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Social media red flags you can’t ignore

02/09/2018

Here are a few of the social media red flags you should be looking for, as they could determine whether you choose to hire or move on to the next resume.

Here are a few of the social media red flags you should be looking for, as they could determine whether you choose to hire or move on to the next resume.

During the recruiting or hiring process, you may go beyond looking at resumes and learning about past experience of prospective candidates. Some use LinkedIn as the next tool to learn more about potential employees, and others take a step further and dive into other, less professional social media platforms, such as Facebook, Twitter, Instagram and Pinterest.

Candidates who don’t think hiring managers are looking at their profiles need to wake up and smell the roses. According to a survey by CareerBuilder.com, 70 percent of employers used social media as a screening tool before hiring candidates in 2017 – up 10 percent since 2016.

If you’re a┬ápart of the 30 percent who isn’t browsing social media to get to know your next employee, now might be the time to reconsider. Here are a few of the social media red flags you should be looking for, as they could determine whether you choose to hire or move on to the next resume:

1. The profile is private
Candidates who shift all of their profiles to the private setting may feel as though they’re making the best decision while job searching, but Liz Torres, Monster Worldwide Inc. editor, begs to differ:

“If you put on the shoes of the hiring manager, it’s important to understand that what they find online is their first impression of you,” she said. “If they can’t find you online, it’s not a good sign. It can either look like you have something to hide or nothing to show, both of which aren’t very impressive and may send you to the bottom of the resume pile.”

Keep your eyes peeled for candidates who have public profiles and post with potential employers in mind. After all, it is the internet, and everyone is looking.

Man, wearing suit and carrying briefcase, looking into a social media cloud.Browse through social media profiles of the candidates you’re considering.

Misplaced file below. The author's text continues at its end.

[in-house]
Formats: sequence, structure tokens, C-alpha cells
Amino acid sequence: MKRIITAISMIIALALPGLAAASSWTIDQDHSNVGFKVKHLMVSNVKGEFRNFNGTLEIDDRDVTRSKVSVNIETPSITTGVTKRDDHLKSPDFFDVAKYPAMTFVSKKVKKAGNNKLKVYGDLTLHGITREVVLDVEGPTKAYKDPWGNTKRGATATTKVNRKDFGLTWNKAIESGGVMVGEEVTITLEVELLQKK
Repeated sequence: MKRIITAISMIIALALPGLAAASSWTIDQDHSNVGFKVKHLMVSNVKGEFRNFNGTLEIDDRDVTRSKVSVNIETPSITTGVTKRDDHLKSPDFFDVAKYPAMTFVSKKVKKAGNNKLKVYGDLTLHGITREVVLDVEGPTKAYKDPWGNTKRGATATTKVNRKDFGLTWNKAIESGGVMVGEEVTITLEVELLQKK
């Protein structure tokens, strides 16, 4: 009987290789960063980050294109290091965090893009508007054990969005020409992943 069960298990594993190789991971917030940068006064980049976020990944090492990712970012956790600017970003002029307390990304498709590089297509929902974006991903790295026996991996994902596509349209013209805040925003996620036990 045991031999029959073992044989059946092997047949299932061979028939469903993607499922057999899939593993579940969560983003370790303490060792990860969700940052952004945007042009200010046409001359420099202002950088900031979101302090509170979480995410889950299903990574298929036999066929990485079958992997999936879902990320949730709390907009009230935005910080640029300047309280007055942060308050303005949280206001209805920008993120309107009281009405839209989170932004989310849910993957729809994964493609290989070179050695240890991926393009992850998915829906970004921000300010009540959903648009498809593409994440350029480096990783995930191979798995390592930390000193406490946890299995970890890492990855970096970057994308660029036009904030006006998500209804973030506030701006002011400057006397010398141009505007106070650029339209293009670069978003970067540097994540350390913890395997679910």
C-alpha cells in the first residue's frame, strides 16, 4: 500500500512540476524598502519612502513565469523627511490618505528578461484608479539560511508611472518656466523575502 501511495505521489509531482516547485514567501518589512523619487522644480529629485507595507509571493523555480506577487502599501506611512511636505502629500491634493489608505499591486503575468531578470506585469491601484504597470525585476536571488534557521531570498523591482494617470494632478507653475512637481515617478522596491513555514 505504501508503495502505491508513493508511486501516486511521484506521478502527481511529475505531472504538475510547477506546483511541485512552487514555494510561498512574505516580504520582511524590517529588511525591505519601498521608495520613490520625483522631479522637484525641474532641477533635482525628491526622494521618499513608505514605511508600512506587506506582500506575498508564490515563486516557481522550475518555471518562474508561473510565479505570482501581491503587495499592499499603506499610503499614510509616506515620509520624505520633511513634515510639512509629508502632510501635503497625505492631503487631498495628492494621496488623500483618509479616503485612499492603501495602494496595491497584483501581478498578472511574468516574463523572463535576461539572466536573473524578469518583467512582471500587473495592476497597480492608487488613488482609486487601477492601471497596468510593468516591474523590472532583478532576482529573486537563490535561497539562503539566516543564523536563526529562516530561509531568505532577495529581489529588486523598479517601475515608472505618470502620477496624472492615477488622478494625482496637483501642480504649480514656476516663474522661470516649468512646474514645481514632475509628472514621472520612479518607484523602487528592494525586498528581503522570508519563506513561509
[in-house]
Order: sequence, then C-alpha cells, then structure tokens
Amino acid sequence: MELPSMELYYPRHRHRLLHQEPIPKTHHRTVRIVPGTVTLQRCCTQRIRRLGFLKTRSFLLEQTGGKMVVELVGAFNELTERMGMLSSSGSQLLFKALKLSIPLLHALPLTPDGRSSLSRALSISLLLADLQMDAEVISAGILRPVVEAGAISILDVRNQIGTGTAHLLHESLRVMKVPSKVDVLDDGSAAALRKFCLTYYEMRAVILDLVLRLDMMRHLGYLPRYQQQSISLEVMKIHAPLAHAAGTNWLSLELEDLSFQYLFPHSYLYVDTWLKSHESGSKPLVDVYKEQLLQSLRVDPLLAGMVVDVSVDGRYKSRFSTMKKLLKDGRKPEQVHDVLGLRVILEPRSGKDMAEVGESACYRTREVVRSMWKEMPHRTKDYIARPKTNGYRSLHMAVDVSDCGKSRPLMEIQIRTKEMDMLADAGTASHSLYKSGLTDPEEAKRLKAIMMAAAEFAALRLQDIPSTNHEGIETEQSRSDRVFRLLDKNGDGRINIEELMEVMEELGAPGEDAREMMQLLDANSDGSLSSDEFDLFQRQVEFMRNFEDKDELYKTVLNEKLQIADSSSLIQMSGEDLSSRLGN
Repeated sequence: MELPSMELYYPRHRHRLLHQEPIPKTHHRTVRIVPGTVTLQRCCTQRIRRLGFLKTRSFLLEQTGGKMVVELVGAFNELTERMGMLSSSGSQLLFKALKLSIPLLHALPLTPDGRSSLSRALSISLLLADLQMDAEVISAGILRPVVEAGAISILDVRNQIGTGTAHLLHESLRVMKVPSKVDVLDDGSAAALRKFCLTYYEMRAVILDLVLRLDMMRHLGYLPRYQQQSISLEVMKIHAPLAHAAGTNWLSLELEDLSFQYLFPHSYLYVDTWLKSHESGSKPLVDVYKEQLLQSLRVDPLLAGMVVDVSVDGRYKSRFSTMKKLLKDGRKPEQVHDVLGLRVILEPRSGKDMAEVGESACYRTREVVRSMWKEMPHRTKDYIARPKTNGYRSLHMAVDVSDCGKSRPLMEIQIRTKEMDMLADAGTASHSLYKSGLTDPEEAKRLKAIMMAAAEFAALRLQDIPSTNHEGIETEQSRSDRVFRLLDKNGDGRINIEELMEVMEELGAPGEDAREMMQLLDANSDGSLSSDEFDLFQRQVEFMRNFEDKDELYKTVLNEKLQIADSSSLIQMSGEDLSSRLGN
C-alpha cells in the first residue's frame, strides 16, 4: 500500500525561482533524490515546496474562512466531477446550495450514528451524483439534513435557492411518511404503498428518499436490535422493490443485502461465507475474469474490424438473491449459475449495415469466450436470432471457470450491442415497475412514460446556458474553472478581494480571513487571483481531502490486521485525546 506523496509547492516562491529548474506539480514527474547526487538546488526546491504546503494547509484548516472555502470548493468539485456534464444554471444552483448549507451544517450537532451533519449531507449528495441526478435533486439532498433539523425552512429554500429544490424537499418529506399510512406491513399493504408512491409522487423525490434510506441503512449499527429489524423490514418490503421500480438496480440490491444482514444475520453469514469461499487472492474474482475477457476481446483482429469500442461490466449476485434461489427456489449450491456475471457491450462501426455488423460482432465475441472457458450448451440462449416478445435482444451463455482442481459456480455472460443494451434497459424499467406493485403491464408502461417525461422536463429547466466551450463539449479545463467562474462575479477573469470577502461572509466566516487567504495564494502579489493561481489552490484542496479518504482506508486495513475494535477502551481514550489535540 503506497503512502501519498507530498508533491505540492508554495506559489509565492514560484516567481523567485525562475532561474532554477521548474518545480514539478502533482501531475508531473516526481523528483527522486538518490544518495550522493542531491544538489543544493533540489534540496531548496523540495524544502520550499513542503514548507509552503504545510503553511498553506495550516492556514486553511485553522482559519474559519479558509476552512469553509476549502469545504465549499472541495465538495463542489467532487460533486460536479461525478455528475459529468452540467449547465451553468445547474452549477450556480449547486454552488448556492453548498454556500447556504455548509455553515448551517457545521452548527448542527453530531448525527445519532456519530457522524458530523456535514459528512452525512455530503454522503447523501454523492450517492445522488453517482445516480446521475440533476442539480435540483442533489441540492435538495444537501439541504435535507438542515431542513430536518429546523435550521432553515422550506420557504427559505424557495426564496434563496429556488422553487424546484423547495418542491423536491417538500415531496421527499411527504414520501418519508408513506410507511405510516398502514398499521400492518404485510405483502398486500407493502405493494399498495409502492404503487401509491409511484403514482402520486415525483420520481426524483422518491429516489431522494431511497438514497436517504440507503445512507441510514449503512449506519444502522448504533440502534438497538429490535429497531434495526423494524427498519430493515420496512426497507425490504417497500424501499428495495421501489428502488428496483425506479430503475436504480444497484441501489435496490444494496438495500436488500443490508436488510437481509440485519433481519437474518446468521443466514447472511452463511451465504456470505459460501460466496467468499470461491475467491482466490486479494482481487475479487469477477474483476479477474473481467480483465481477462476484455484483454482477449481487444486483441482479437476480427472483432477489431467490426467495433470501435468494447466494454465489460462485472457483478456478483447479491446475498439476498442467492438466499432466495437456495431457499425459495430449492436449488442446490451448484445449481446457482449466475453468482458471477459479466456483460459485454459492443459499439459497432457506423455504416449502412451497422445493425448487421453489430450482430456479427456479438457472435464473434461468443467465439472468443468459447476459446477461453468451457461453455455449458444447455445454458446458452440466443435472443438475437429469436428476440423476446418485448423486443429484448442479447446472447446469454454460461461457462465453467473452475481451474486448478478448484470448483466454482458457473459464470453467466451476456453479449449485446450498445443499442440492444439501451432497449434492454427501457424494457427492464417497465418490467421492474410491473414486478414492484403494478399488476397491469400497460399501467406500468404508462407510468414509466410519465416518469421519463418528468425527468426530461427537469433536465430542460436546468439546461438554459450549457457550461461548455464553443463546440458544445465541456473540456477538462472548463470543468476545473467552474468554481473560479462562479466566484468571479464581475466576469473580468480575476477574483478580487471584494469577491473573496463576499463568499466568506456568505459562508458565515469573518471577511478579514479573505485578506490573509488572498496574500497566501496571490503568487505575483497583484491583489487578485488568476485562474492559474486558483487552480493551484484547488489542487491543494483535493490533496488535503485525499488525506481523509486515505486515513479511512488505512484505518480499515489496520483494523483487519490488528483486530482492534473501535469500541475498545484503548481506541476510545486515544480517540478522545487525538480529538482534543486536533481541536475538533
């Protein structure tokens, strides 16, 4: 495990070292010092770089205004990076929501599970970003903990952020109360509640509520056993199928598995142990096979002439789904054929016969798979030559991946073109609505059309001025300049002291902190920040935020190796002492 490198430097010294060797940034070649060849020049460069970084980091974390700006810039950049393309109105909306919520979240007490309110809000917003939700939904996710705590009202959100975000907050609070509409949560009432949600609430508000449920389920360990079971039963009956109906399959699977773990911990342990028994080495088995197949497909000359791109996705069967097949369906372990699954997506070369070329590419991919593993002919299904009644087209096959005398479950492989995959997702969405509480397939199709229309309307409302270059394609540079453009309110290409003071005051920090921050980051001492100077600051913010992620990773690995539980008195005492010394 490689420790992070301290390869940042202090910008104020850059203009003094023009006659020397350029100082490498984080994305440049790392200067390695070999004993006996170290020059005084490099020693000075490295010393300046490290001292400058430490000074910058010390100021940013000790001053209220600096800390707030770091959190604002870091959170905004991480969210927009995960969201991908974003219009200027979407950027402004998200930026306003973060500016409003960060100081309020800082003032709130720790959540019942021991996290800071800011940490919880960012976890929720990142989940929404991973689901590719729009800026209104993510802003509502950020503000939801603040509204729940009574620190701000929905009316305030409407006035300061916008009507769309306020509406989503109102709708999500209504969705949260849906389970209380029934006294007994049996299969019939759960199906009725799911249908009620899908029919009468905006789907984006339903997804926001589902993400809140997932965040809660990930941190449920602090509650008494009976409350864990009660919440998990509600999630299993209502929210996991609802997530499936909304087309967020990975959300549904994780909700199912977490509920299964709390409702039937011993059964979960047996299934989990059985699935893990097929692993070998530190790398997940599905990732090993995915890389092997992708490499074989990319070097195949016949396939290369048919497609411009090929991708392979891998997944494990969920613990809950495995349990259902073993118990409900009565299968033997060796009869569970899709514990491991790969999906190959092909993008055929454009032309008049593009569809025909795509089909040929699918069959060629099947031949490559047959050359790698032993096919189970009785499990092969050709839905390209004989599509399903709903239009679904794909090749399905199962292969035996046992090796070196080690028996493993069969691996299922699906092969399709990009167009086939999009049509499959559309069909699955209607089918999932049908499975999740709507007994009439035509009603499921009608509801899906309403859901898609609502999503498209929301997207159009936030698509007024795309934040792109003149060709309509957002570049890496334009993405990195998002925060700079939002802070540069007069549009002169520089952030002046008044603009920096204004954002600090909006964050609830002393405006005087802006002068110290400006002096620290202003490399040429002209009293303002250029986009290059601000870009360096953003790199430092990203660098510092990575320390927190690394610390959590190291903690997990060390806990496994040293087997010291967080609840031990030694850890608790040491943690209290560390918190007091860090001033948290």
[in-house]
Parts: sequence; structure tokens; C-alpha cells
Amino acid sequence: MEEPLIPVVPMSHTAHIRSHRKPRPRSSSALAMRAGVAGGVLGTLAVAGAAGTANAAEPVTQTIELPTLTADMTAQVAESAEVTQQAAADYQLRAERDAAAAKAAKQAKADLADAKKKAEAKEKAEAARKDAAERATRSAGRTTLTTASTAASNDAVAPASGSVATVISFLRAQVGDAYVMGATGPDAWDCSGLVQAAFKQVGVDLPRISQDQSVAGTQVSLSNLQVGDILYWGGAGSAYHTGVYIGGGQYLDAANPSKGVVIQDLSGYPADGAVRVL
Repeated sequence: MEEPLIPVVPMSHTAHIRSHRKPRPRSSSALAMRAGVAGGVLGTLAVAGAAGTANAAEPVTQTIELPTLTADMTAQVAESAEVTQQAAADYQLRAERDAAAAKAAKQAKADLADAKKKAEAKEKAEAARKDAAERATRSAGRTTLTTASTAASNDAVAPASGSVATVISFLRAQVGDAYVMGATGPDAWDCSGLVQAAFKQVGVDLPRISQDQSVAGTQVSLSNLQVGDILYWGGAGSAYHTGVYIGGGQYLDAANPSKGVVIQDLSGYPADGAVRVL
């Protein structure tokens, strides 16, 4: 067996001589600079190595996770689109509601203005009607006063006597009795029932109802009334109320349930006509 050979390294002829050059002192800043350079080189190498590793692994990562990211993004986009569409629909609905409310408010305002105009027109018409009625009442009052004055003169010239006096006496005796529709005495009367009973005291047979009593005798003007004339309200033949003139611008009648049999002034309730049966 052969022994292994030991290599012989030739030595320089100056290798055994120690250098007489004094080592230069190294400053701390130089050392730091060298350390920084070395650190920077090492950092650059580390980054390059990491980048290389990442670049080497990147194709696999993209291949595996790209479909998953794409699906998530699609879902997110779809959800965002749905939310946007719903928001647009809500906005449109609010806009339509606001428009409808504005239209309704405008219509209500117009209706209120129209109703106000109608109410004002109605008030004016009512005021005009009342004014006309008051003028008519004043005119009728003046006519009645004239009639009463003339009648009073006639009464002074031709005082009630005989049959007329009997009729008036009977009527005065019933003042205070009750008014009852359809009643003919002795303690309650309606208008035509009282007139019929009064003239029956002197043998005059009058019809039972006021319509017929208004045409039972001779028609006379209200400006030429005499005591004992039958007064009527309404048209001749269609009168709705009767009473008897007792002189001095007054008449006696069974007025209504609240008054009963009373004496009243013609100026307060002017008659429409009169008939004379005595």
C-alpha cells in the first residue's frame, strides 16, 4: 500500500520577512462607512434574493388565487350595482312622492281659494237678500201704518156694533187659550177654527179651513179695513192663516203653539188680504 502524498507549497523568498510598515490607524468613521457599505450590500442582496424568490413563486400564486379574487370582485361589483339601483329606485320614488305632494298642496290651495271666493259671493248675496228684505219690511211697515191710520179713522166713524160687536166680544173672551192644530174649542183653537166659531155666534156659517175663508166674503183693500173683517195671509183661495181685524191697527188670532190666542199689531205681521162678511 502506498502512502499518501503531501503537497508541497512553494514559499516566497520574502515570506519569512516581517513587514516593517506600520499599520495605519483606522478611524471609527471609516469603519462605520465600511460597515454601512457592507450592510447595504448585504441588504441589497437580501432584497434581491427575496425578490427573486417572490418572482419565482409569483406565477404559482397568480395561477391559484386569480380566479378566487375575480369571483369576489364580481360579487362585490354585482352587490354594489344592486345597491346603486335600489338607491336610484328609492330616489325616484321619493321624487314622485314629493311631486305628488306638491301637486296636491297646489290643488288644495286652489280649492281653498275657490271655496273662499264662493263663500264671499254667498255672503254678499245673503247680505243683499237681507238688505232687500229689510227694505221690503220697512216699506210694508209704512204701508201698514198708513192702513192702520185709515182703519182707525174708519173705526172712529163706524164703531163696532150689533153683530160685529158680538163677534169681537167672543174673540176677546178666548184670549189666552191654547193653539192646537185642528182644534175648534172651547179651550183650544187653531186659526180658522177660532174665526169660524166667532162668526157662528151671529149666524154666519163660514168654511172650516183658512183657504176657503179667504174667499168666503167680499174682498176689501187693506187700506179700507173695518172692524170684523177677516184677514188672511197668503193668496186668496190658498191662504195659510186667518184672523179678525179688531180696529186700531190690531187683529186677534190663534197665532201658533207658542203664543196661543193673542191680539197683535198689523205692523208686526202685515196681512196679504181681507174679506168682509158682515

2. The user posts inappropriate material regularly
Consider this: If you, as the hiring manager, can see the inappropriate material posted by the candidate, so can his or her family members. If the content posted by the person you’re considering for the job is vulgar, embarrassing and inappropriate for the majority of the audience, it’s time to toss the resume to the side.

3. Posts lack proper spelling and grammar
Your candidate can easily get a friend, family member or professional to copy edit his or her resume before sending it to your inbox. You can really tell if he or she lacks spelling and grammar skills by the way they talk on social media. According to Talent Management and HR, nearly 30 percent of candidates become undesirable to hiring managers because of communication errors like spelling or grammar.

Someone who uses abbreviations and acronyms shouldn’t be on your red flag list, but candidates who clearly don’t know the difference between “there,” “their” and “they’re” may have difficulty communicating professionally in your office.

4. The accounts are used for ranting
Candidates who constantly use social media as an outlet for ranting should be reconsidered. Not only does this show that they possess a negative and pessimistic attitude, but it can be a clear red flag that they’ll use their accounts to get fired up about a bad day at work and talk down about the company. Candidates who show that they don’t typically think before they post could impact your company’s reputation in the long run, so it’s important to think twice about their potential.

During your next recruiting process, keep these social media red flags in mind to avoid hiring an unprofessional candidate who doesn’t fit the company culture.